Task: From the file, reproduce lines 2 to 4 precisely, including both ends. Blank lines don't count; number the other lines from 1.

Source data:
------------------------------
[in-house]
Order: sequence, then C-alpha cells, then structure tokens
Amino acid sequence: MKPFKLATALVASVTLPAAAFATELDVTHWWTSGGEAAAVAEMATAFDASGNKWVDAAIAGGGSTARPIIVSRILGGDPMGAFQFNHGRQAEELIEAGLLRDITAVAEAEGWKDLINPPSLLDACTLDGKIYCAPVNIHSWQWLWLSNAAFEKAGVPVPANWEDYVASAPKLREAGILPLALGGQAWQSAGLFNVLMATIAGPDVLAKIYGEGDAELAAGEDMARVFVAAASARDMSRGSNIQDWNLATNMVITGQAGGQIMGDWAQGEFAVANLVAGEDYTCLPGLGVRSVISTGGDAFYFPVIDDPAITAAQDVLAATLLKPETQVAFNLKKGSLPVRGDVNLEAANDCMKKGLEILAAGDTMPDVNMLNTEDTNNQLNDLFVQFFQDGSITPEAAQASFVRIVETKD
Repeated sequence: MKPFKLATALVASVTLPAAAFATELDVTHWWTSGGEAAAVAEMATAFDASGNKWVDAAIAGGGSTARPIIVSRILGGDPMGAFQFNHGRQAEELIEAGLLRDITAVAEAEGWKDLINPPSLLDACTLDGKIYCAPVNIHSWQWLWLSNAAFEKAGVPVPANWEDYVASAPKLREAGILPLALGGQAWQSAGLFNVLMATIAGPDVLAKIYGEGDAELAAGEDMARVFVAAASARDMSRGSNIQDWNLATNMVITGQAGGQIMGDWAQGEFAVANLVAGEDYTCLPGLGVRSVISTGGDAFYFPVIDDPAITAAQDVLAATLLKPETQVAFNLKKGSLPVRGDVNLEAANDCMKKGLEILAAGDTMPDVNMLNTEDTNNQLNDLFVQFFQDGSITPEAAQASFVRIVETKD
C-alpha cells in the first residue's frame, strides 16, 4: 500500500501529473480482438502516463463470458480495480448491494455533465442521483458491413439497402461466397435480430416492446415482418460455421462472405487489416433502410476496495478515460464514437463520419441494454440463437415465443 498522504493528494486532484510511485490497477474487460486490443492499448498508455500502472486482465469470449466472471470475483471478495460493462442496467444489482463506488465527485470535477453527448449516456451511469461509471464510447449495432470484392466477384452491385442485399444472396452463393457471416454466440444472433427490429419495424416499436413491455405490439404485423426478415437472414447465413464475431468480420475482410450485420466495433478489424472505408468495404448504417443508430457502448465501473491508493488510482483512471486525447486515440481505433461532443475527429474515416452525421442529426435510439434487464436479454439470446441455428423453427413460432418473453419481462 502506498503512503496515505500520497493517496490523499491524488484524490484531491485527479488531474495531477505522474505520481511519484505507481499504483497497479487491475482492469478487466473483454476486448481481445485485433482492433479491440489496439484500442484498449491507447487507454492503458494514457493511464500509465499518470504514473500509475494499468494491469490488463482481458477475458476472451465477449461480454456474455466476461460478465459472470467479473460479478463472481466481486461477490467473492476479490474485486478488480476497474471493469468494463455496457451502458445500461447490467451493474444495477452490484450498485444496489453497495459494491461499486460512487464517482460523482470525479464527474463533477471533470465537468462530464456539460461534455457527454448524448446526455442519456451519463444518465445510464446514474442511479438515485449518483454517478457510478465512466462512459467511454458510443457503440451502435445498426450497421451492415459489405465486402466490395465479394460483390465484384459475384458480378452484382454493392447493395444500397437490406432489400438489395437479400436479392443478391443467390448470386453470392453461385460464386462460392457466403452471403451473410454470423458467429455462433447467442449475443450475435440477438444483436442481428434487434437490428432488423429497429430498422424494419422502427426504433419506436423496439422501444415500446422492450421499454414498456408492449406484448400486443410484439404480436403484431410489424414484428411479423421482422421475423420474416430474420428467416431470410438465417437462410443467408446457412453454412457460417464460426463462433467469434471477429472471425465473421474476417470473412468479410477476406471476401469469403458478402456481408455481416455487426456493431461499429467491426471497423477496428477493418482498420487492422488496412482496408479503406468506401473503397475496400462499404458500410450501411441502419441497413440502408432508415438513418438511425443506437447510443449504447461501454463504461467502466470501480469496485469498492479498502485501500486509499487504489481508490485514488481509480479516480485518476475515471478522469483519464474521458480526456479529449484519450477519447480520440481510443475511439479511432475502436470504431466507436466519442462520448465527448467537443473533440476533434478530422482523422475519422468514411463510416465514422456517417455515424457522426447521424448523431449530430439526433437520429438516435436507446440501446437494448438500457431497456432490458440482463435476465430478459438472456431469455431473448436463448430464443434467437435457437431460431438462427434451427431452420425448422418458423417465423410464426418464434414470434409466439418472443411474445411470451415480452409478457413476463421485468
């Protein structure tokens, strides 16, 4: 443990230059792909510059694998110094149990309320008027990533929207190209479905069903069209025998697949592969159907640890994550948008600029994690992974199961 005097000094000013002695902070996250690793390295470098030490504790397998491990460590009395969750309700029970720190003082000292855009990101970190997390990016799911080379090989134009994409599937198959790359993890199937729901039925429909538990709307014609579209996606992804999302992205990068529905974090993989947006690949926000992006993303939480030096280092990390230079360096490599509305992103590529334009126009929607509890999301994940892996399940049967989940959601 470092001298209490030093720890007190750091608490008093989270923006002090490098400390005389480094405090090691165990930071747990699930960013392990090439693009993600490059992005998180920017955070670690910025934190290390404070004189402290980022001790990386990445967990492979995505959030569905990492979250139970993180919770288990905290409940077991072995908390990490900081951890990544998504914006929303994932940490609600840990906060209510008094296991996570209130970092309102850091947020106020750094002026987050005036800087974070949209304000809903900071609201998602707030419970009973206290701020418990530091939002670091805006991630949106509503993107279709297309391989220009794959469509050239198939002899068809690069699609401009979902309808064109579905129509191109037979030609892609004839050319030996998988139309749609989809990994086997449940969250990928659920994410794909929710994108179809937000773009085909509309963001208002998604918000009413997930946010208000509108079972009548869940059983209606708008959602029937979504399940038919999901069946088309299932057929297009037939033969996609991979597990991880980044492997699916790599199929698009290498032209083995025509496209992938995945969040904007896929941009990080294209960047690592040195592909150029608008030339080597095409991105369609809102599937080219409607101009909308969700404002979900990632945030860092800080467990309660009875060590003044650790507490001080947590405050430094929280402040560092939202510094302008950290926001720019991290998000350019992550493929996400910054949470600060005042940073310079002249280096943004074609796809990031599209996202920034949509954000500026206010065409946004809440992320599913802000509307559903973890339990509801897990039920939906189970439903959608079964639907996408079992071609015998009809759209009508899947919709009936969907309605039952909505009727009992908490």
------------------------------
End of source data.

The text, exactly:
Order: sequence, then C-alpha cells, then structure tokens
Amino acid sequence: MKPFKLATALVASVTLPAAAFATELDVTHWWTSGGEAAAVAEMATAFDASGNKWVDAAIAGGGSTARPIIVSRILGGDPMGAFQFNHGRQAEELIEAGLLRDITAVAEAEGWKDLINPPSLLDACTLDGKIYCAPVNIHSWQWLWLSNAAFEKAGVPVPANWEDYVASAPKLREAGILPLALGGQAWQSAGLFNVLMATIAGPDVLAKIYGEGDAELAAGEDMARVFVAAASARDMSRGSNIQDWNLATNMVITGQAGGQIMGDWAQGEFAVANLVAGEDYTCLPGLGVRSVISTGGDAFYFPVIDDPAITAAQDVLAATLLKPETQVAFNLKKGSLPVRGDVNLEAANDCMKKGLEILAAGDTMPDVNMLNTEDTNNQLNDLFVQFFQDGSITPEAAQASFVRIVETKD
Repeated sequence: MKPFKLATALVASVTLPAAAFATELDVTHWWTSGGEAAAVAEMATAFDASGNKWVDAAIAGGGSTARPIIVSRILGGDPMGAFQFNHGRQAEELIEAGLLRDITAVAEAEGWKDLINPPSLLDACTLDGKIYCAPVNIHSWQWLWLSNAAFEKAGVPVPANWEDYVASAPKLREAGILPLALGGQAWQSAGLFNVLMATIAGPDVLAKIYGEGDAELAAGEDMARVFVAAASARDMSRGSNIQDWNLATNMVITGQAGGQIMGDWAQGEFAVANLVAGEDYTCLPGLGVRSVISTGGDAFYFPVIDDPAITAAQDVLAATLLKPETQVAFNLKKGSLPVRGDVNLEAANDCMKKGLEILAAGDTMPDVNMLNTEDTNNQLNDLFVQFFQDGSITPEAAQASFVRIVETKD